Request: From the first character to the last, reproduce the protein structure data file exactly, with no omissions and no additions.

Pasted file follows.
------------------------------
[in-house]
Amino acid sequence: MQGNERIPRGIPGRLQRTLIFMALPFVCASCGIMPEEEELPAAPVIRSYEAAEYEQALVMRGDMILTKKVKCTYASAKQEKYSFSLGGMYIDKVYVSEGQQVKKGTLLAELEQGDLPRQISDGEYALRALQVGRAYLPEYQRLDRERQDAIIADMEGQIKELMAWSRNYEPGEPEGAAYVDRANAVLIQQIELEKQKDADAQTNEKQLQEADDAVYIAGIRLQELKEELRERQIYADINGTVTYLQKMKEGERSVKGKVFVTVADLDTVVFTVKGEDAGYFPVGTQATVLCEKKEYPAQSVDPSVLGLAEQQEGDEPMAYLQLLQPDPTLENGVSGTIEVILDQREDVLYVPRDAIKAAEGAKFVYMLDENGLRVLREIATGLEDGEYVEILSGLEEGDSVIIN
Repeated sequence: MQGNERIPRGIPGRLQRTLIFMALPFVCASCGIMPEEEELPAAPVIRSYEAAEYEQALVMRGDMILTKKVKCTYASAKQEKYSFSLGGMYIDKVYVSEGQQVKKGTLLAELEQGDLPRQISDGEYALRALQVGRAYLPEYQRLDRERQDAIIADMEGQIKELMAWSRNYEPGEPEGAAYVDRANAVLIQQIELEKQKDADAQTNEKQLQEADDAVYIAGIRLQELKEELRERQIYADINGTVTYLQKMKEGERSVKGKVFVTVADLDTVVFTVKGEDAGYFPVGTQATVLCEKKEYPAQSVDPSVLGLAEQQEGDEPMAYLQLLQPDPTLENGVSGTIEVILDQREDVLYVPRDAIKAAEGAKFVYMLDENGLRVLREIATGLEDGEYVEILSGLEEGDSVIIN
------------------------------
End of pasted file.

[in-house]
Amino acid sequence: MQGNERIPRGIPGRLQRTLIFMALPFVCASCGIMPEEEELPAAPVIRSYEAAEYEQALVMRGDMILTKKVKCTYASAKQEKYSFSLGGMYIDKVYVSEGQQVKKGTLLAELEQGDLPRQISDGEYALRALQVGRAYLPEYQRLDRERQDAIIADMEGQIKELMAWSRNYEPGEPEGAAYVDRANAVLIQQIELEKQKDADAQTNEKQLQEADDAVYIAGIRLQELKEELRERQIYADINGTVTYLQKMKEGERSVKGKVFVTVADLDTVVFTVKGEDAGYFPVGTQATVLCEKKEYPAQSVDPSVLGLAEQQEGDEPMAYLQLLQPDPTLENGVSGTIEVILDQREDVLYVPRDAIKAAEGAKFVYMLDENGLRVLREIATGLEDGEYVEILSGLEEGDSVIIN
Repeated sequence: MQGNERIPRGIPGRLQRTLIFMALPFVCASCGIMPEEEELPAAPVIRSYEAAEYEQALVMRGDMILTKKVKCTYASAKQEKYSFSLGGMYIDKVYVSEGQQVKKGTLLAELEQGDLPRQISDGEYALRALQVGRAYLPEYQRLDRERQDAIIADMEGQIKELMAWSRNYEPGEPEGAAYVDRANAVLIQQIELEKQKDADAQTNEKQLQEADDAVYIAGIRLQELKEELRERQIYADINGTVTYLQKMKEGERSVKGKVFVTVADLDTVVFTVKGEDAGYFPVGTQATVLCEKKEYPAQSVDPSVLGLAEQQEGDEPMAYLQLLQPDPTLENGVSGTIEVILDQREDVLYVPRDAIKAAEGAKFVYMLDENGLRVLREIATGLEDGEYVEILSGLEEGDSVIIN